The Entelect Challenge, is as explained on the Entelect Challenge website:
The Entelect Challenge is an annual coding competition where students, professional developers, and enthusiasts develop an intelligent bot to play a game.
Each year, the intelligent bots developed by competitors in the Entelect Challenge play a simplified version of some classic video game.
The game for this year is Entelect's take on the classic 2D 'artillery tactical' video game by the legendary Team17... Worms!
Cover art for Worms (Windows edition).
Image is © 1994 Team17 Software
The full rules are explained in depth on the Entelect Challenge Github page, but in summary:
Each of two players, start with three worms each.
Every turn one of each players' worms can make one move - 'Move', 'Dig', 'Shoot' or 'Do Nothing'.
The map is a 33 by 33 cell grid, consisting of three different types of cell - 'Air', 'Dirt' and 'Deep Space'
I won't go into the rules in more detail here as I'll probably get into the various parts a little later in the series.
If you run the starter pack provided on the Challenge website, you can actually observe one of the starter bots play a match against the reference bot.
The output however, is a series of JSON or TXT files, representing the game state at the end of each round.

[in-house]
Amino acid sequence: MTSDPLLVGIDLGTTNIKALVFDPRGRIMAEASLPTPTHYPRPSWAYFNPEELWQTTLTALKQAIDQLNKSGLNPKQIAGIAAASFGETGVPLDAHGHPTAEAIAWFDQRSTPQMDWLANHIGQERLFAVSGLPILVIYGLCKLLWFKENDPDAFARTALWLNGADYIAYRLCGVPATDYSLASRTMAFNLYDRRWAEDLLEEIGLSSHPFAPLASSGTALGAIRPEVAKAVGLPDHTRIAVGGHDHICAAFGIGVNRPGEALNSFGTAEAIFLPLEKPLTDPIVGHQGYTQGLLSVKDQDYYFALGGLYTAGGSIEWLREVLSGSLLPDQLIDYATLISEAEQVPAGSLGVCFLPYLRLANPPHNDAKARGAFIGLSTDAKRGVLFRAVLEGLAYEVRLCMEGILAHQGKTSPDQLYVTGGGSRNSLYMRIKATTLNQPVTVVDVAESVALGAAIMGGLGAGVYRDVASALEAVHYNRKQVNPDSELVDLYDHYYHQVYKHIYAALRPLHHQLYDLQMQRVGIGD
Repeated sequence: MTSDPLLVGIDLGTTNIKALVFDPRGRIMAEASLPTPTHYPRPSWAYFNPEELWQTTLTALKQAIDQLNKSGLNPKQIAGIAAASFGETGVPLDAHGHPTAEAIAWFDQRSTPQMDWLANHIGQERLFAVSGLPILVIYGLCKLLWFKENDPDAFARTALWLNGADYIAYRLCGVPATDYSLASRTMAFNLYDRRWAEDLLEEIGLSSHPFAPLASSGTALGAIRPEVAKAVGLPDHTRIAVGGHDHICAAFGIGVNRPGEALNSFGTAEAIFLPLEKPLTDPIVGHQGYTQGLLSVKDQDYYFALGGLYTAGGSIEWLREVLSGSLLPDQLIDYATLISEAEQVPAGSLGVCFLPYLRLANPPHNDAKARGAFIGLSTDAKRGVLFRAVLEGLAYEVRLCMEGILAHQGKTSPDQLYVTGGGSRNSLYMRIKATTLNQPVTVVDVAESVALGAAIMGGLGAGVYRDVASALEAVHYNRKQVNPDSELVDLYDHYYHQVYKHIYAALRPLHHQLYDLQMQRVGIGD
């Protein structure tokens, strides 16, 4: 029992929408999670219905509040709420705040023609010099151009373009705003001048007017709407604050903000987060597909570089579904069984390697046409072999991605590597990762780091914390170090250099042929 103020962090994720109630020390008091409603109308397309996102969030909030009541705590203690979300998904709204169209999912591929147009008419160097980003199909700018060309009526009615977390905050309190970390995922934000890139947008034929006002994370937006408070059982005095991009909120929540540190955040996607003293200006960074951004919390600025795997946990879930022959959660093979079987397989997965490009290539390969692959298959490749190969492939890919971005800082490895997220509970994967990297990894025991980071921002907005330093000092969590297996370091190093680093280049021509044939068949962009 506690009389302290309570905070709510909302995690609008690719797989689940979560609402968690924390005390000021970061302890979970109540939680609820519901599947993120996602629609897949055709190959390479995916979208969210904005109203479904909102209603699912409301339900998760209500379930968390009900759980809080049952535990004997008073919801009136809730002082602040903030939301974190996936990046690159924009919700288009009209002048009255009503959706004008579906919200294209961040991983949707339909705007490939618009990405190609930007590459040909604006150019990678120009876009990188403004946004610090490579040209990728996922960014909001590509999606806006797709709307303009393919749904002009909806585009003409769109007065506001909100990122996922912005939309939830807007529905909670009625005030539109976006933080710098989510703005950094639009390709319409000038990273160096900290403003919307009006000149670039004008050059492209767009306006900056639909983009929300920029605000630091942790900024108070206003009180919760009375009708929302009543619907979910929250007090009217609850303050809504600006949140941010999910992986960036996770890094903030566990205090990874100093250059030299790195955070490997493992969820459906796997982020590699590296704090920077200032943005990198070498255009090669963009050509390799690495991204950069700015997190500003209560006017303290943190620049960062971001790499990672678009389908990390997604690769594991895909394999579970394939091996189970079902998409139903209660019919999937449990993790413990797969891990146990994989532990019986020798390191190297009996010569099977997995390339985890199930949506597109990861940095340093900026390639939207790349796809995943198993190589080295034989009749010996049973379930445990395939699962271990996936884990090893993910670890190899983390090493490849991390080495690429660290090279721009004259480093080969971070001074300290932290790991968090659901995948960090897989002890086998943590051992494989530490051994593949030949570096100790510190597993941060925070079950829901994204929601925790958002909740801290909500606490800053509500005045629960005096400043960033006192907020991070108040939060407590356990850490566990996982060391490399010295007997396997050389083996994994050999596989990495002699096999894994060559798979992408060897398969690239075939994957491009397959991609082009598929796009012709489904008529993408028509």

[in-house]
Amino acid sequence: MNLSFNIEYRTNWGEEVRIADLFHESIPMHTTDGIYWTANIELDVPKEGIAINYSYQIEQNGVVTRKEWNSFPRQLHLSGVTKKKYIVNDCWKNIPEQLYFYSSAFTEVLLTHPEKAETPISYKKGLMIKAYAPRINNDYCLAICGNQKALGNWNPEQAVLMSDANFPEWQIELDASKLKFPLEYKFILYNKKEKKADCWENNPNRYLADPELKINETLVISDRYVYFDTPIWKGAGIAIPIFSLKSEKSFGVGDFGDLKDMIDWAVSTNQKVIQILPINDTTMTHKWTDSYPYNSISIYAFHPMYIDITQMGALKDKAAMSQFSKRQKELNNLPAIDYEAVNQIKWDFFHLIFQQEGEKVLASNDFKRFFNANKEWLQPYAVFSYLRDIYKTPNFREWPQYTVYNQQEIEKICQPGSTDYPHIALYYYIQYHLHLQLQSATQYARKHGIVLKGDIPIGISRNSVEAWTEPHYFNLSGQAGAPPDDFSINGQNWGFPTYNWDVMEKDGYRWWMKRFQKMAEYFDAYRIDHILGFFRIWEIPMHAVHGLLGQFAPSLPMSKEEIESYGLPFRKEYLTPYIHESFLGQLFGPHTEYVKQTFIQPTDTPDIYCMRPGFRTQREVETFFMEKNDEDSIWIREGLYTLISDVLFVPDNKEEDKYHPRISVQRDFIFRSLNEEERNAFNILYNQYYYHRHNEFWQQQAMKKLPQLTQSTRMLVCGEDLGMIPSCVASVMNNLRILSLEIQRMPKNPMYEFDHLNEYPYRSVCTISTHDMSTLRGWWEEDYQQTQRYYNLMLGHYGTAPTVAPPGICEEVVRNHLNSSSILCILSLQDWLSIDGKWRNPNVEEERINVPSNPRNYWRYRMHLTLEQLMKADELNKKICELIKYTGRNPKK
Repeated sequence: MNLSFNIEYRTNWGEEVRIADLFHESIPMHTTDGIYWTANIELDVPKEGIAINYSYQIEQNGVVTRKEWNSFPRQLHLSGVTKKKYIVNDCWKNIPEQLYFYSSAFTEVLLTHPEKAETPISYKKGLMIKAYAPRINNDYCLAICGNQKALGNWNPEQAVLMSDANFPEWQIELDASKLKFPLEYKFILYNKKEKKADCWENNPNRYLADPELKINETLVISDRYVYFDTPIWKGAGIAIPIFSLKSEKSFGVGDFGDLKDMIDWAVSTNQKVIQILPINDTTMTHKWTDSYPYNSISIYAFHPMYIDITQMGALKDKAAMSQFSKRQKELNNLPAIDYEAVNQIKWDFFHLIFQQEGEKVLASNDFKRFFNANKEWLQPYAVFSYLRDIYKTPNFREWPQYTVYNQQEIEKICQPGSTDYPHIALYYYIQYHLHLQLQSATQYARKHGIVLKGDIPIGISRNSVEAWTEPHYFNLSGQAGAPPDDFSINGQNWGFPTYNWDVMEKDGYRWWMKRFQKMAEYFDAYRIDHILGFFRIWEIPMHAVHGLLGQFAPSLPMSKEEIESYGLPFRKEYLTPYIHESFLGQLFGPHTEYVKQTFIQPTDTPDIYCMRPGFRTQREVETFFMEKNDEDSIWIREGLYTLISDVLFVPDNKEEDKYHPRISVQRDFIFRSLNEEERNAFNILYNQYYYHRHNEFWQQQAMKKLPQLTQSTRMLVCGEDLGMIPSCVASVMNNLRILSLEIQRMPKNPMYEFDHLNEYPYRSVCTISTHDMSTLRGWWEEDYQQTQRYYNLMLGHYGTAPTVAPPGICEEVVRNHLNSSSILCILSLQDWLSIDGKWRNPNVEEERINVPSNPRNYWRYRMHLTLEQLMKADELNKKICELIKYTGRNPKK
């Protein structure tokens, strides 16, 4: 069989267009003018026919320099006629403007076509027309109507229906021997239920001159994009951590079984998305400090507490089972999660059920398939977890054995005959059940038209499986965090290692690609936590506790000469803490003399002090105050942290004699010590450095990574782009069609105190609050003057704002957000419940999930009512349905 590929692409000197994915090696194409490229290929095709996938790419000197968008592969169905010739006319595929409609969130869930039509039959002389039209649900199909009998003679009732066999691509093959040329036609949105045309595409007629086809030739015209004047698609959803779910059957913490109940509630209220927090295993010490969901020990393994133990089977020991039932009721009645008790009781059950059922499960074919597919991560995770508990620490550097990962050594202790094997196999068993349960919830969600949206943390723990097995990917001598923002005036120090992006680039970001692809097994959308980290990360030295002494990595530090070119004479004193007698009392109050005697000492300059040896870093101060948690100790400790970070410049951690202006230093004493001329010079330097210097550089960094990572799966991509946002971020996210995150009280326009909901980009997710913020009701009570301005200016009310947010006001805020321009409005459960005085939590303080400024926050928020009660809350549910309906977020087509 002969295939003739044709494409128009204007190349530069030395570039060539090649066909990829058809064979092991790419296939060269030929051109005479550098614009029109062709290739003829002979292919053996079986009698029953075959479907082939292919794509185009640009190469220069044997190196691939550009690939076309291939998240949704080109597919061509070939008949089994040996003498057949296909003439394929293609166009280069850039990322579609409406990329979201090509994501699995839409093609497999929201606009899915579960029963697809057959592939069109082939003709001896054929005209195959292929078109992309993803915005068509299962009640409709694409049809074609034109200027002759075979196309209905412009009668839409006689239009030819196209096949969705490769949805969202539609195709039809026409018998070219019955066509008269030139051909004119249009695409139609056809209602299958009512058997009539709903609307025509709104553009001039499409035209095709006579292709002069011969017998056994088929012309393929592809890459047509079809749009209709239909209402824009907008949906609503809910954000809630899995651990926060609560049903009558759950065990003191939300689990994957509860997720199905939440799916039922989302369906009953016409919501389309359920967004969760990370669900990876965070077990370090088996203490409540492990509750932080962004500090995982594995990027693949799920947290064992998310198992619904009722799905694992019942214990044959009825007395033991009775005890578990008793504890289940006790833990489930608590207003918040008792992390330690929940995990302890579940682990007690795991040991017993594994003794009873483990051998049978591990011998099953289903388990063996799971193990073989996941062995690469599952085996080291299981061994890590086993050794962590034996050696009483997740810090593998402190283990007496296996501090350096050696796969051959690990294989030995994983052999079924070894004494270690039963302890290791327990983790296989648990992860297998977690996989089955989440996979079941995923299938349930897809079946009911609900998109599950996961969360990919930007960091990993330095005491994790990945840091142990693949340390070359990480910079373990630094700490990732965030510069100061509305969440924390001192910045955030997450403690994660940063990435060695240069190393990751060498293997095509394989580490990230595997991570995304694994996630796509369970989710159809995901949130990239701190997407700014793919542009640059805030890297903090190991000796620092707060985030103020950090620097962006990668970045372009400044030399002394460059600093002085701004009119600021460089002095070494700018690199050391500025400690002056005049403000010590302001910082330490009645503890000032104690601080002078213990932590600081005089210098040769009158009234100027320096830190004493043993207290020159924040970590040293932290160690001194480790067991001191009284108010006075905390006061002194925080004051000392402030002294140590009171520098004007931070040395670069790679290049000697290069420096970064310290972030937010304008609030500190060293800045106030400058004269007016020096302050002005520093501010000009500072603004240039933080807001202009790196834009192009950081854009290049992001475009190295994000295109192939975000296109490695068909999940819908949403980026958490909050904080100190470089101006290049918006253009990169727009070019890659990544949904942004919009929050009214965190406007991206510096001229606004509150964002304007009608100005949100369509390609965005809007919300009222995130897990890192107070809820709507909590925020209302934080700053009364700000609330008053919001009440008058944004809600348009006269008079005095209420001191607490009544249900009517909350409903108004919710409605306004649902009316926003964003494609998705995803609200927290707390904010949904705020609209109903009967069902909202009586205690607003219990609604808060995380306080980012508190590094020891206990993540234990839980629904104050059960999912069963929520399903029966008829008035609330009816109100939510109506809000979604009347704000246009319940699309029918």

This makes for a pretty slow process of figuring out what happened during a match.
The thing we need that will allow us to read this information at a glance to understand the match flow is, you guessed it... A Visualizer!
Depending on your toolset and preference, you'd be parsing either the JSON or the text files each round, and reacting to the game state, to make a decision and issue your command for the round.
The visualizer is simply a tool to construct a visual representation of the changing game state. This is of course particularly important for the Challenge's final tournament hosted at Comic Con Africa. No crowd is going to enjoy looking at a text dump in a terminal window...
For building the visualizer, I chose Unreal Engine for a few reasons.
First, in 2018 I started building a visualizer for that year's Challenge, so I have some idea of the steps involved. Second, I really enjoy Unreal Engine want to use any chance I can to practice using the engine. Last, but not least, I like C++ so Unreal Engine would be the natural choice.
So far not much has been completed, other than choosing the engine and the approach.
In the next post, I will summarise the high level outline of what I will be doing over the course of this project, as well as taking a look at parsing the text map files needed to read the game state.